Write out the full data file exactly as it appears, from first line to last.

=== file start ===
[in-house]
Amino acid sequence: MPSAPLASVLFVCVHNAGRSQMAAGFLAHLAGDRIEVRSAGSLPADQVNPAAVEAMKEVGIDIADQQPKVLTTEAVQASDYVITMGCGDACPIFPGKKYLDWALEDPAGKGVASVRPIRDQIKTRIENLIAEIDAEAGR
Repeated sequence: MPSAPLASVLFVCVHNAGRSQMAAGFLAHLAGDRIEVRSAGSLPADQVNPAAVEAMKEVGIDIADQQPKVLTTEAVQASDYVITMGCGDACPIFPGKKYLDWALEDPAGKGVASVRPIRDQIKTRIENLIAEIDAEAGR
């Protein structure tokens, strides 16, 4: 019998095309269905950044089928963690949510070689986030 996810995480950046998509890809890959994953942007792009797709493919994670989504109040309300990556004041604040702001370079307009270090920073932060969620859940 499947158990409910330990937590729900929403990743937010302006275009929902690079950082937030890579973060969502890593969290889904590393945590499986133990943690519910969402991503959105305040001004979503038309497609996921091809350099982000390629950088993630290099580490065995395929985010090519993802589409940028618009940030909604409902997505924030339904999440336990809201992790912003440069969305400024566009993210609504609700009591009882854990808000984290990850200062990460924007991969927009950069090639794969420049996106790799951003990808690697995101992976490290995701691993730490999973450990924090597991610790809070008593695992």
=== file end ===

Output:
[in-house]
Amino acid sequence: MPSAPLASVLFVCVHNAGRSQMAAGFLAHLAGDRIEVRSAGSLPADQVNPAAVEAMKEVGIDIADQQPKVLTTEAVQASDYVITMGCGDACPIFPGKKYLDWALEDPAGKGVASVRPIRDQIKTRIENLIAEIDAEAGR
Repeated sequence: MPSAPLASVLFVCVHNAGRSQMAAGFLAHLAGDRIEVRSAGSLPADQVNPAAVEAMKEVGIDIADQQPKVLTTEAVQASDYVITMGCGDACPIFPGKKYLDWALEDPAGKGVASVRPIRDQIKTRIENLIAEIDAEAGR
């Protein structure tokens, strides 16, 4: 019998095309269905950044089928963690949510070689986030 996810995480950046998509890809890959994953942007792009797709493919994670989504109040309300990556004041604040702001370079307009270090920073932060969620859940 499947158990409910330990937590729900929403990743937010302006275009929902690079950082937030890579973060969502890593969290889904590393945590499986133990943690519910969402991503959105305040001004979503038309497609996921091809350099982000390629950088993630290099580490065995395929985010090519993802589409940028618009940030909604409902997505924030339904999440336990809201992790912003440069969305400024566009993210609504609700009591009882854990808000984290990850200062990460924007991969927009950069090639794969420049996106790799951003990808690697995101992976490290995701691993730490999973450990924090597991610790809070008593695992």